Whether it stems from their professional or personal lives, millions of Americans contend with high levels of stress on a daily basis. Excessive amounts of this sort of anxiety – which is characterized by floods of a hormone called cortisol – can wreak havoc on the immune system, increasing the risk of heart disease and depression, among other health issues. Yet, despite these risks, most people take for granted that stress is an inevitable part of daily life.

But, according to health and wellness expert Janessa Bruce, people simply cannot afford to overlook the ravages of stress any longer. The prevalence of stress, as she refers to it in a piece for The Huffington Post, is on par with the oft-discussed obesity epidemic – which it undoubtedly contributes to – in terms of severity.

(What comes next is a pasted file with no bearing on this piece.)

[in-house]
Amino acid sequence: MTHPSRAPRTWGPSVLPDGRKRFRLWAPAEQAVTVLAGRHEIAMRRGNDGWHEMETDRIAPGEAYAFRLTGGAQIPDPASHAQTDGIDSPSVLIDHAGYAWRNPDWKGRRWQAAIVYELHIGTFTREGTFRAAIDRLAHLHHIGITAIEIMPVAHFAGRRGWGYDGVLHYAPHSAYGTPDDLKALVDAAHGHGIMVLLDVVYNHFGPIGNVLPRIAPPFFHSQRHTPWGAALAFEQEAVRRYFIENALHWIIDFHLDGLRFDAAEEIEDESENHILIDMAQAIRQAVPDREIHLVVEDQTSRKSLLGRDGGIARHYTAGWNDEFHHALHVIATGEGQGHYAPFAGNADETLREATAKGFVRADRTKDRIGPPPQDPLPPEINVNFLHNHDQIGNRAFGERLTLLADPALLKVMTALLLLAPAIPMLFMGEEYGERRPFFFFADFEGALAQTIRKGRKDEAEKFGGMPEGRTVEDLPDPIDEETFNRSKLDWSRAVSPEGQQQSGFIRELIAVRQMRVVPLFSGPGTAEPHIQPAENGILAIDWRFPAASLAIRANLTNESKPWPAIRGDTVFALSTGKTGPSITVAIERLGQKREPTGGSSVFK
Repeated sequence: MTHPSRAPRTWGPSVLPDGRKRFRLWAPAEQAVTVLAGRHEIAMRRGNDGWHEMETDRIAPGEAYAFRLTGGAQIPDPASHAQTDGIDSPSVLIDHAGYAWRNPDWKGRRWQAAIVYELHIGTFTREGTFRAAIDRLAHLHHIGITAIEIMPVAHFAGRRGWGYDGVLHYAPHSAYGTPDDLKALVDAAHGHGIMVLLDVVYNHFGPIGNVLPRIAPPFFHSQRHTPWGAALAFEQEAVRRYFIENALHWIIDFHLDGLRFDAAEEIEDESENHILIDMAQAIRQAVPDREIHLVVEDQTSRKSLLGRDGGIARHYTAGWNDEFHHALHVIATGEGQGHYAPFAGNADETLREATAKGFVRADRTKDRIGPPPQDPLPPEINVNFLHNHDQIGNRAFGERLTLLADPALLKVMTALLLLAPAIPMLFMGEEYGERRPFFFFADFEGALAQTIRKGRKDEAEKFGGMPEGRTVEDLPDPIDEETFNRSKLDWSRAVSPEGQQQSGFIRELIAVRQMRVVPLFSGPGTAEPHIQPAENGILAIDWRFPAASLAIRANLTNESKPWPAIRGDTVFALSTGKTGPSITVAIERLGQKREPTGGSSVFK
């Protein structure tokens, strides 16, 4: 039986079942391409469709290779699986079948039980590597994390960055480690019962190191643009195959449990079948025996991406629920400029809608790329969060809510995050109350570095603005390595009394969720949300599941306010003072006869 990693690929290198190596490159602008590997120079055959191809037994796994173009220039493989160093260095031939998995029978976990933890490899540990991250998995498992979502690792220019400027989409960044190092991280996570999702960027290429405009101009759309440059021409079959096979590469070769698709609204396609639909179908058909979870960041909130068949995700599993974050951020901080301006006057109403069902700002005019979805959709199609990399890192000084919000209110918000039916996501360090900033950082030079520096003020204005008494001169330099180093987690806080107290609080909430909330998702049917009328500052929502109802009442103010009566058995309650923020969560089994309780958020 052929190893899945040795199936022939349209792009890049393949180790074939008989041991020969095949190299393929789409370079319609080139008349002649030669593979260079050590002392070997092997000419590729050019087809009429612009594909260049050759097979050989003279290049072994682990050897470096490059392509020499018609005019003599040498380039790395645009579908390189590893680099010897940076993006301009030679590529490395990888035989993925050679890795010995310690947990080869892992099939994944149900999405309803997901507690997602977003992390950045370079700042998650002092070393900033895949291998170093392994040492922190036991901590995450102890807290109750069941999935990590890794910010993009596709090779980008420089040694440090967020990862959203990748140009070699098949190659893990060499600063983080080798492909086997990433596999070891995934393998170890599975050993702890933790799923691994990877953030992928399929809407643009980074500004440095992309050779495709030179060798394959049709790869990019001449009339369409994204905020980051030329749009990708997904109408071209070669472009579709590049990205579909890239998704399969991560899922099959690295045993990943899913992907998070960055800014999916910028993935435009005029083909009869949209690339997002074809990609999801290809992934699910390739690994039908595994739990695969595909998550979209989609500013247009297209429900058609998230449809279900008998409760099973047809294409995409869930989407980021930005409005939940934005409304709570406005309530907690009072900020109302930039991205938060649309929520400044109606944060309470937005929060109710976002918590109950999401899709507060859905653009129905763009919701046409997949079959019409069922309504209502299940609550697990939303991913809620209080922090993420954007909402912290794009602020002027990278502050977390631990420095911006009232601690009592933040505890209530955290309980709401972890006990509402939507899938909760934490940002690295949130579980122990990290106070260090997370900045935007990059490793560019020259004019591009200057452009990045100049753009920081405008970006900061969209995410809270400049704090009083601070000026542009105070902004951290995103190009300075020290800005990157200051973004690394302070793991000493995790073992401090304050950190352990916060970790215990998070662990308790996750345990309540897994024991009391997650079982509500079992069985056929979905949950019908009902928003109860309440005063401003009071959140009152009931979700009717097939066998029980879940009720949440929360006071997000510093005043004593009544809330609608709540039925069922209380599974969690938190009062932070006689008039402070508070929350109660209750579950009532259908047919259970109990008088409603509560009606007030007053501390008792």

The so-called stress epidemic, as Bruce deems it, has likely been spearheaded by the rise of smartphones and other devices.

"The technology that allows everything to happen instantly fostered the need to do everything immediately," writes Bruce. "All of this felt manageable for a while but unsustainable as a long-term condition."

Unfortunately, it's unlikely that the tech-savvy population at large will return to the days of more limited access anytime soon, but there are a few key ways to diffuse the toll this "frenetic" way of life may take.

If you have a particular hobby or some activity that you truly take joy from, don't indulge in it on occasion – pencil it into your regular routine. Whether it's an hour of yoga in the morning or curling up with a novel at night, make these pastimes as high a priority as the stress-inducing tasks in your life.

Reducing your stress levels takes a concentrated, long-term effort, Bruce explains, and it can't be done overnight. In addition to making time for yourself, the anti-aging doctors at Longevity Centres offer hormone pellet implants and other forms of anti-aging medicine to help you feel better and age gracefully.